Wednesday, April 9, 2014

More From The Booth

The Finney's New Yorkers

The booth was the place to be. It was where all the action started. The booth is where the lineups, the stats, the game times, the corny jokes, the raunchy jokes and every other type of joke in between was. It was much more than an announcing booth. It was a clubhouse, a locker room, a saloon, and a comedy club all rolled into one. One time it was even a flophouse.

Yes, that’s right, a flophouse. This tale first appeared in my book, “Some Kenosha Softball”, but it deserves to be retold.

I remember a group of ladies from the Finney's New Yorkers softball team that used a donut as an alarm clock. It happened very early on a Sunday morning during the Women's Marathon Tournament at historic Finney's West. The annual event began on Saturday morning with games being played non-stop through the night, and the championship game taking place sometime on Sunday afternoon.

At the time, Leon Rosko was the owner/operator of Finney's West and as usual, and was hard at it. He had been busy doing all the things necessary for the tournament to run smoothly. He had set the schedule, ordered the trophies, lined up the umpires, dragged and chalked the fields and stocked all of the coolers.

You get the picture. If there was something that needed to be done, chances are Rosko did it or was in the process of doing it. Plus you have to factor into the equation that this was a marathon tournament and he had no sleep since arriving just as the sun had come up Saturday morning.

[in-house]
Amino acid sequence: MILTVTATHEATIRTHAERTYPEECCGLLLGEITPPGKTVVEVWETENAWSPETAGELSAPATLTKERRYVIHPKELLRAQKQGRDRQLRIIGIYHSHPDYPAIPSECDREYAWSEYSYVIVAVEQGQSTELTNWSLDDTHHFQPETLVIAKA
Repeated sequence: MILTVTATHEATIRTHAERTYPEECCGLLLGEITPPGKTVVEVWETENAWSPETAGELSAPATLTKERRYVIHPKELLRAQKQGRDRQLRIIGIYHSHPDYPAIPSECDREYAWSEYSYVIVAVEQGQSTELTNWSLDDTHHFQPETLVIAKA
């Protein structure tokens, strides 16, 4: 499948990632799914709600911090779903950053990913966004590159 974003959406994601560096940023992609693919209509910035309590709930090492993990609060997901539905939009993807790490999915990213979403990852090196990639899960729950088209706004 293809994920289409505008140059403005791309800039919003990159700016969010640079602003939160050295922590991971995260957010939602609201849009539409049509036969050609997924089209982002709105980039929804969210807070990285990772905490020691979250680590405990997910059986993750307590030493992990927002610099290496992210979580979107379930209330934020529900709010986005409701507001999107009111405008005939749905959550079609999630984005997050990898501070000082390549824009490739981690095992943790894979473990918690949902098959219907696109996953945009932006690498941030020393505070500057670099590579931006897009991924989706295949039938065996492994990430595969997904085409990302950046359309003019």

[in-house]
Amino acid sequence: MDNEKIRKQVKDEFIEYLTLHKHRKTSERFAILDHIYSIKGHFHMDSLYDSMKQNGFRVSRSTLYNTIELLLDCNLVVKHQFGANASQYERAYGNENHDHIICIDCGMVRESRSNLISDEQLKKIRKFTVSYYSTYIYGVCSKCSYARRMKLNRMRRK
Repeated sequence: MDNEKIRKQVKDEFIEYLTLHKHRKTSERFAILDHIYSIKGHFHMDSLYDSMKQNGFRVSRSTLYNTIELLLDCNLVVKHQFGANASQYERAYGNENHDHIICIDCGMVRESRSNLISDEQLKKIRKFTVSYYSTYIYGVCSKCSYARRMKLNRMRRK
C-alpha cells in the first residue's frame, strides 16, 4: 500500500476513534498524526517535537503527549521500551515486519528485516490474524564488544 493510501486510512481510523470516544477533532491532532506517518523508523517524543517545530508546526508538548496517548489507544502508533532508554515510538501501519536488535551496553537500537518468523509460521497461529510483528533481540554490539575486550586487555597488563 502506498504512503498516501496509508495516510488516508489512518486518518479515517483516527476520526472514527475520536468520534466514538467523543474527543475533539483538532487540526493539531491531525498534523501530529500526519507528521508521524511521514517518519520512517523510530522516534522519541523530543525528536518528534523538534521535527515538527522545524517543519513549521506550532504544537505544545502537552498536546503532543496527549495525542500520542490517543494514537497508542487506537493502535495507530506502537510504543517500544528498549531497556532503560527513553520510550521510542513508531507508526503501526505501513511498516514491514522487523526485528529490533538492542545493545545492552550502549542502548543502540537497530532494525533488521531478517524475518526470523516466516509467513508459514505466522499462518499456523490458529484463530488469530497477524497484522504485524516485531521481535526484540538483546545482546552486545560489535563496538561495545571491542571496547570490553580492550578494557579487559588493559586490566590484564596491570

Now it was early Sunday morning. With everything running like clockwork, an exhausted Rosko attempted to take a well-deserved "break" on the floor of the announcer's booth. He pushed the box of used softballs out of the way, grabbed an old glove from the lost ‘n’ found for a pillow and started his nap.

He had barely started to snore when the New Yorkers entered the booth, armed with a box of Dunkin' Donuts. They asked me where Leon was. I put my finger to my lips and gestured to the sleeping figure on the floor behind me.

Whispering softly, they explained that they had brought the box of donuts to give to Leon in appreciation for all of his hard work. Despite my rather feeble efforts to stop the New Yorkers, they decided Mr. Rosko had rested long enough and proceeded to attempt to wake him to give him his gift.

Calling his name didn't work, neither did tickling his ear. When poking and prodding Rosko had absolutely no results, the ladies proceeded to wave one of the warm, sugary delights under his nose. That did it! Needless to say, Rosko's snooze was now over and breakfast was served to the appreciative, albeit bleary-eyed, owner/operator.

I would be lying if I said that I remembered what place the Finney’s New Yorkers finished in the tournament. However, I do remember that this group of young ladies did indeed use a donut as an alarm clock. It was definitely a first at historic Finney’s West and most likely anywhere else for that matter.

Until next time…from the booth.

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